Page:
On 2 June 2011 an MP from the Greens and Farmers' Union, Andris Bērziņš, defeated the incumbent, Valdis Zatlers, in presidential elections despite Zatlers having previously been expected to win the vote.[9]

He founded the Reform Party in July 2011.[10]


Before his election he confessed that, as a doctor, he had accepted private donations from his patients. Transparency International has questioned the legality of this practice.[11] Zatlers' supporters point out that donations of this form are accepted by many Latvian doctors. The Corruption Prevention and Combating Bureau (KNAB) characterized Zatlers' behaviour as improper and has said that it would not finalize its investigation of the matter for several months.[12] In July 2008, KNAB ruled that Zatlers hadn't violated the law by accepting these donations.[13]

Politicians criticized Zatlers for not paying taxes on these gifts. The State Revenue Service, which had previously requested him to pay taxes on the gifts, unable to fine him for tax evasion, fined Zatlers 250 Lats for missing data in officials declaration.[14][15]

In 2003, Zatlers was the subject of an investigation by KNAB, Latvia's anti-corruption office. The investigation was started based on a request by Āris Auders, a former subordinate of Zatlers who had become the Minister of Healthcare. Auders had accused Zatlers of buying low-quality spinal implants from companies run by Zatlers' wife and the deputy director of Zatlers' hospital. The investigation cleared Zatlers of all charges.[16]

Personal life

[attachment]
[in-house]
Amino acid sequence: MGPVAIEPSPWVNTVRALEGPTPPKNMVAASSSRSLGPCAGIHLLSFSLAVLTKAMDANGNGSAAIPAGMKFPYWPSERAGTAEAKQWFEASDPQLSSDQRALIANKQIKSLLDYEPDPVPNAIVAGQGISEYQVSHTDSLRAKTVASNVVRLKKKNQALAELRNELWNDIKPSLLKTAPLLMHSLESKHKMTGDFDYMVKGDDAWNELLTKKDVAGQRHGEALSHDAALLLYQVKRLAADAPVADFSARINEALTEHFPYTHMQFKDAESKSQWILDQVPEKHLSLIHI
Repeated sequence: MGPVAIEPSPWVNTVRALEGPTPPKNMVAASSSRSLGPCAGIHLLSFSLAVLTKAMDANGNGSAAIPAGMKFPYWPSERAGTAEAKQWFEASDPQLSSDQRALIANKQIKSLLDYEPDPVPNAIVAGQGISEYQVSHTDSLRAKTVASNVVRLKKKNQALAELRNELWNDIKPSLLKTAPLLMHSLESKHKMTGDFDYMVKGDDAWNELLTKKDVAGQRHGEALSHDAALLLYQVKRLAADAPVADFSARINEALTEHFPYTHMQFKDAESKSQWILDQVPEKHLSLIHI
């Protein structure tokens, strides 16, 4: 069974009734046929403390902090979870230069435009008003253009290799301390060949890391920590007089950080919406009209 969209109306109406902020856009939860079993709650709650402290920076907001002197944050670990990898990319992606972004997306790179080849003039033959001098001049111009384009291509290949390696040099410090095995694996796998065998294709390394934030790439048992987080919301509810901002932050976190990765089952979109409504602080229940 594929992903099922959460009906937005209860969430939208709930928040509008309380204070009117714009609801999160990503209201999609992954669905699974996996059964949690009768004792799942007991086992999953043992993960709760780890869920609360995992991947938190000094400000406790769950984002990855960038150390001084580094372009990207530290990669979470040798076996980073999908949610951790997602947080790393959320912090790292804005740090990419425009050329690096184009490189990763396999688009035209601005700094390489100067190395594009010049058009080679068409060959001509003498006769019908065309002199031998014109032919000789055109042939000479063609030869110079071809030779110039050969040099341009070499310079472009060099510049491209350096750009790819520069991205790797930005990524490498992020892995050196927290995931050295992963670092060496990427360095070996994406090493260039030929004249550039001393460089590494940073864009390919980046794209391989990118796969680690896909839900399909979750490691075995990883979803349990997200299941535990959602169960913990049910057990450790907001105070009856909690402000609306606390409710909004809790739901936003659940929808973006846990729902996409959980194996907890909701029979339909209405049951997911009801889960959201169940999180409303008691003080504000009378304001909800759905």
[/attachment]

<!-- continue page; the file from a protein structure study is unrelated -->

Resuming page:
Valdis Zatlers is married to Lilita Zatlere and has three children. Other than his native language, he is fluent in English and Russian.

Honours and awards


  1. "Latvia elects doctor as president". BBC News. 31 May 2007. Retrieved 1 June 2007.<templatestyles src="Module:Citation/CS1/styles.css"></templatestyles>
  2. "Unknown surgeon elected president". The Baltic Times. 6 June 2007. Retrieved 12 June 2007.<templatestyles src="Module:Citation/CS1/styles.css"></templatestyles>
  3. "Valdis Zatlers' Curriculum vitae". Chancery of the President of Latvia. Retrieved 15 October 2007.<templatestyles src="Module:Citation/CS1/styles.css"></templatestyles>
  4. "Zatleram piešķirs Triju Zvaigžņu ordeni, Viestura ordeni un Atzinības krustu" (in latviešu). 30 April 2008. Retrieved 30 April 2008.<templatestyles src="Module:Citation/CS1/styles.css"></templatestyles>
  5. "Profile: Valdis Zatlers – surgeon, political newcomer, president". 31 May 2007. Archived from the original on 30 September 2007. Retrieved 14 June 2007.<templatestyles src="Module:Citation/CS1/styles.css"></templatestyles>